Lockdowns, stranded workers, a collapse in tourism revenue, the threat of looting: the stewards of cultural heritage sites across the globe have faced harrowing difficulties over the past year in the face of the coronavirus pandemic. All are still struggling to meet the challenges as the new year begins.
Some international organisations have drafted action plans to help managers of heritage sites cope with the repercussions of Covid-19. The International Alliance for the Protection of Heritage in Conflict Areas (Aliph), for example, has allocated $2m in emergency grants for more than 100 struggling operators in 34 countries.
Among the recipients were stewards like the Cultural Mission in Djenné, Mali, which needed emergency aid to prevent erosion from imminent heavy rains at the Djenné Djeno archaeological site. When the pandemic hit last spring, all work had ceased at the site, which bears witness to a complex pre-Islamic society dating from 250BC. An $11,114 grant went towards salaries and new Covid-19 sanitary protection for workers enlisted to reinforce stone barriers and build new dams.
In Sana, Yemen, Aliph directed a $14,950 grant to protective gear and other support so that 65 employees at the Yemeni Manuscripts House could go back to work on preserving centuries-old documents. Many other Aliph grants went towards digital upgrades, like $15,000 for the Department of Antiquities in Libya to allow for remote working and online training amid the pandemic, and $10,000 for the Palestinian Museum in Birzeit on the West Bank to upgrade its website and develop an e-commerce portal to create better links with artisanal offerings by local craftspeople.
In concert with the Musée du Louvre and the Smithsonian Institution, Aliph also helped arrange digital training for workers involved in the rehabilitation of the repeatedly besieged Mosul Museum in Iraq, which reopened in late November.
Meanwhile, the World Monuments Fund (WMF) set up a $160,000 relief fund to help cover the salaries of people who were thrown out of work by the pandemic at various sites, according to Bénédicte de Montlaur, president and chief executive of the WMF. Among them were 41 displaced Kurds at the Erbil Citadel in Iraq, where work was suspended from 11 March to 2 May in response to the pandemic.
Similarly, money flowed to 62 technicians at the crumbling Osmania Women’s College in Hyderabad, India—carpenters from Kerala, masons from Bihar, painters from Uttar Pradesh—who were stranded onsite from March until June because of pandemic-related travel restrictions between the country’s states, the WMF says. Work at the early-19th-century building, originally built as an official British residence, has now resumed.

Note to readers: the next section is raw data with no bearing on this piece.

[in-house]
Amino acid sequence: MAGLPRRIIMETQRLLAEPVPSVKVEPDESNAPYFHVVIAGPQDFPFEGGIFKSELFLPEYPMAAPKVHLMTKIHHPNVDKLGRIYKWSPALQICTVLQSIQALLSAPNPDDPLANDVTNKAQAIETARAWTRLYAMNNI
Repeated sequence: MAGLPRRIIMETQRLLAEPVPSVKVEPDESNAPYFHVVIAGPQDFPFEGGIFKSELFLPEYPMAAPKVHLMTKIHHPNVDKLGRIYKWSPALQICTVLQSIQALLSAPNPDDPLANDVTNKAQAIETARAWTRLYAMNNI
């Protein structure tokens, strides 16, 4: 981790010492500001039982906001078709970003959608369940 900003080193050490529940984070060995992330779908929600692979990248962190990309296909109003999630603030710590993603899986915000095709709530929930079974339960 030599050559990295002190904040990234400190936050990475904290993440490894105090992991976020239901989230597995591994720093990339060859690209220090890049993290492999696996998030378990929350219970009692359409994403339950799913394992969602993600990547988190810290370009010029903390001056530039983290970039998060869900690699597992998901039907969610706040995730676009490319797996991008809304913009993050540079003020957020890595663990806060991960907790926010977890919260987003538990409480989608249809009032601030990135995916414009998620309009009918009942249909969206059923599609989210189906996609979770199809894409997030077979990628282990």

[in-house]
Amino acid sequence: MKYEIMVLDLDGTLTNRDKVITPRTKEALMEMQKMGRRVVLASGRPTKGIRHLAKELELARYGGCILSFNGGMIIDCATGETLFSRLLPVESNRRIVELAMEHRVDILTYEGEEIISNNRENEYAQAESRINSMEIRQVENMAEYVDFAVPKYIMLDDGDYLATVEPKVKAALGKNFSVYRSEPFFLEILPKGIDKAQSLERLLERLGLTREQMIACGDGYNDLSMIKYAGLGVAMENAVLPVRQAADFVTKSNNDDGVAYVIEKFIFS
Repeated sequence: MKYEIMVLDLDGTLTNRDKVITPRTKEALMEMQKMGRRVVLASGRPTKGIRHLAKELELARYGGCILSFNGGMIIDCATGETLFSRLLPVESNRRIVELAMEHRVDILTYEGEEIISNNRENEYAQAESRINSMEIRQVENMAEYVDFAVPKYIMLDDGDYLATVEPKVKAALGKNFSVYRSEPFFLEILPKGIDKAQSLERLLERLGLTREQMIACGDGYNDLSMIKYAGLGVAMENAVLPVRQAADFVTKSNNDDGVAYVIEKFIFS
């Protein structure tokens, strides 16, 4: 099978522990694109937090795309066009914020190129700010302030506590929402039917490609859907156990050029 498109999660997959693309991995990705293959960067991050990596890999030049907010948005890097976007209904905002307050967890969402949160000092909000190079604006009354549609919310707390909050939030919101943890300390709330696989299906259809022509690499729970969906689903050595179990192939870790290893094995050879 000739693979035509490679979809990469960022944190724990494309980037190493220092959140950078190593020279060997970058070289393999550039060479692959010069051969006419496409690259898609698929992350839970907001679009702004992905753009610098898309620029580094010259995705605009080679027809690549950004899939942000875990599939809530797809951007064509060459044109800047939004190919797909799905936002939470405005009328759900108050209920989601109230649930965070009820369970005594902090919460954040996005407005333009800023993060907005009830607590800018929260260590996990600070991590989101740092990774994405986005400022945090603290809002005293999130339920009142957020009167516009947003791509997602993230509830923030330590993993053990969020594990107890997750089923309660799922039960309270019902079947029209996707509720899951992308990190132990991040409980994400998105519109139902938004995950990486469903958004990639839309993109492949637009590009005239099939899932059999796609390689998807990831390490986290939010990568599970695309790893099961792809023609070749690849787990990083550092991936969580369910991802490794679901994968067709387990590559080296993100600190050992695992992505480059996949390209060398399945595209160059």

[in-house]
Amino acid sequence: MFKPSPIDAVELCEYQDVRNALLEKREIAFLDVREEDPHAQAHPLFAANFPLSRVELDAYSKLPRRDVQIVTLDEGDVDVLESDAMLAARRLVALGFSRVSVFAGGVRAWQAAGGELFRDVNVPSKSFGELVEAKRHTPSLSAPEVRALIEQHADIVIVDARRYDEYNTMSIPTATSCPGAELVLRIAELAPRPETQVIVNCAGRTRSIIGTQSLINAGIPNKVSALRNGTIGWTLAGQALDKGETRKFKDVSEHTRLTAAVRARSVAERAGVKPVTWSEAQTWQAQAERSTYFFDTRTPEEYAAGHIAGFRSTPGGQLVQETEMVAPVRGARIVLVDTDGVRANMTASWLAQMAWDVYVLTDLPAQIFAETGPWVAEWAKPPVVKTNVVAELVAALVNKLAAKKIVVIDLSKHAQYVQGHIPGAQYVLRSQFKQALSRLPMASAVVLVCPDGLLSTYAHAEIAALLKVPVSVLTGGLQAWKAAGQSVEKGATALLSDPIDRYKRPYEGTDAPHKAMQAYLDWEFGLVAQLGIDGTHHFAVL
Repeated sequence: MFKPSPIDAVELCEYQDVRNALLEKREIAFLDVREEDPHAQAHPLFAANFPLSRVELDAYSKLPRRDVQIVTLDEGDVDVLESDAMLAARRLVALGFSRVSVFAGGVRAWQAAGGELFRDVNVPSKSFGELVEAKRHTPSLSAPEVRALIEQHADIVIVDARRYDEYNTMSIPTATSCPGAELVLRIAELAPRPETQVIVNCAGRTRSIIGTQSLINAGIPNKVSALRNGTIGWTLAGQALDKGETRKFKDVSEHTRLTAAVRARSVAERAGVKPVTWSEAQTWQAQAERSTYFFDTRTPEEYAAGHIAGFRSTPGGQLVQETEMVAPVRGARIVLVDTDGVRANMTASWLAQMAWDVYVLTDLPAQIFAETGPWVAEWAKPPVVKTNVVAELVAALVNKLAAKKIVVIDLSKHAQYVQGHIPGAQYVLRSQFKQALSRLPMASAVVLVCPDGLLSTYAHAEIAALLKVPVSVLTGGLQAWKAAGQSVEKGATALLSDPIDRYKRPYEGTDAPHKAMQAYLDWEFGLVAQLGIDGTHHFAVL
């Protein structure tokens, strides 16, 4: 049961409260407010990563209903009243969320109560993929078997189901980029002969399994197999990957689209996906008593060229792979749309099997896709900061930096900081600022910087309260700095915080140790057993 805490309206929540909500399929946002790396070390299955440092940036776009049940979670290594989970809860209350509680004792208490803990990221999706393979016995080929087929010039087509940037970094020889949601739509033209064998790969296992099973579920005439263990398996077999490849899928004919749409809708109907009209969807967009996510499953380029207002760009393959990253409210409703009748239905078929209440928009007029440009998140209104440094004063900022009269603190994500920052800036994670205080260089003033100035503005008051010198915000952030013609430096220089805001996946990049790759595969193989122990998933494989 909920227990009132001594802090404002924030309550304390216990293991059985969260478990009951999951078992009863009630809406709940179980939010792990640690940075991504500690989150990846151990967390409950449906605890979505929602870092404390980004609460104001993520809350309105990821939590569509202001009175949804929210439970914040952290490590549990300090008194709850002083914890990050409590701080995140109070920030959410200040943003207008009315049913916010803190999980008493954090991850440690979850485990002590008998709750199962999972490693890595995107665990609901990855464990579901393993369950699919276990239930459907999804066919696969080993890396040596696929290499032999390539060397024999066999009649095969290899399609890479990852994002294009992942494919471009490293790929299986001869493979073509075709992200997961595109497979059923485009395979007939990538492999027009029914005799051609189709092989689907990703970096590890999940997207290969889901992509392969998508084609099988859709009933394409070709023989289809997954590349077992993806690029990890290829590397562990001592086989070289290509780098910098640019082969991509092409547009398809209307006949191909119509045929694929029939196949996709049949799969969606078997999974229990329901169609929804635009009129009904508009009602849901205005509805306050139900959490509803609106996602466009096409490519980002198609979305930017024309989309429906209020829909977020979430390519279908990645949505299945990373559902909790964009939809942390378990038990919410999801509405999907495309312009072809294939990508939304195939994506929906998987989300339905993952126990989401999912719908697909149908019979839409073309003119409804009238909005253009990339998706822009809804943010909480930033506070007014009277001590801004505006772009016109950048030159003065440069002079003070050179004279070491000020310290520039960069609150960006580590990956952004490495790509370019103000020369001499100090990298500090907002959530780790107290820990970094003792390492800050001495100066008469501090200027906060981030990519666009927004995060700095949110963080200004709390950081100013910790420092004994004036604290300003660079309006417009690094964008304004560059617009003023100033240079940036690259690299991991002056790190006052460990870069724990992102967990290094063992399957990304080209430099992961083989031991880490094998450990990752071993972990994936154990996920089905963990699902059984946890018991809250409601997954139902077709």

The WMF’s restoration work in the elaborate Qianlong Garden complex in Beijing’s Forbidden City was halted last January and did not resume until May. The organisation shifted its workers where possible to online activities: “As much as we could, we did desk work, drawings of the site, study of the materials” during the hiatus, De Montlaur says. “Whenever possible, we also transferred from in-person training to digital.”
The pandemic also stymied some efforts to jump-start rehabilitation and preservation efforts in Beirut after the port explosion that savaged neighbourhoods there last August, she adds. “Sometimes cultural heritage is an emergency,” she says, “but after Covid it was hard to organise.”
Strikingly different responses to the pandemic in various countries have required organisations to fine-tune their approaches, notes Luis Monreal, the general manager of the Swiss-based Aga Khan Trust for Culture. “It’s been very uneven,” he notes. “In some countries, like Pakistan, there were no government confinement measures. But we had a delay of six months in Kabul” in Afghanistan, where the trust has been rehabilitating historic buildings and public open spaces since 2003.
Conservation work, meanwhile, continued in Aleppo, Syria, where the trust managed to complete a rehabilitation of the old city’s medieval central souk, damaged in the Syrian conflict. The trust is now preparing to start work on the renovation of a sagging 15th-century minaret in the Musallah complex in the Afghan city of Herat.
The impact of the pandemic on Unesco’s 1,121 World Heritage sites has been profound. Mechtild Rössler, the director of the organisation’s World Heritage Committee, estimates that as of early April, 71% had been closed and 18% were only partially open. By late November, that figure had improved to just 26% closed and 30% partially open, she adds.
Evaporation of tourism
The lockdowns led to the suspension of several projects, such as the effort to develop a management plan for the Chongoni Rock Art Area in Malawi and conservation work at the Scottish former mill town of New Lanark. The shutdowns and the evaporation of tourism have been ruinous for local economies and for the sites’ maintenance budgets, Rössler also notes.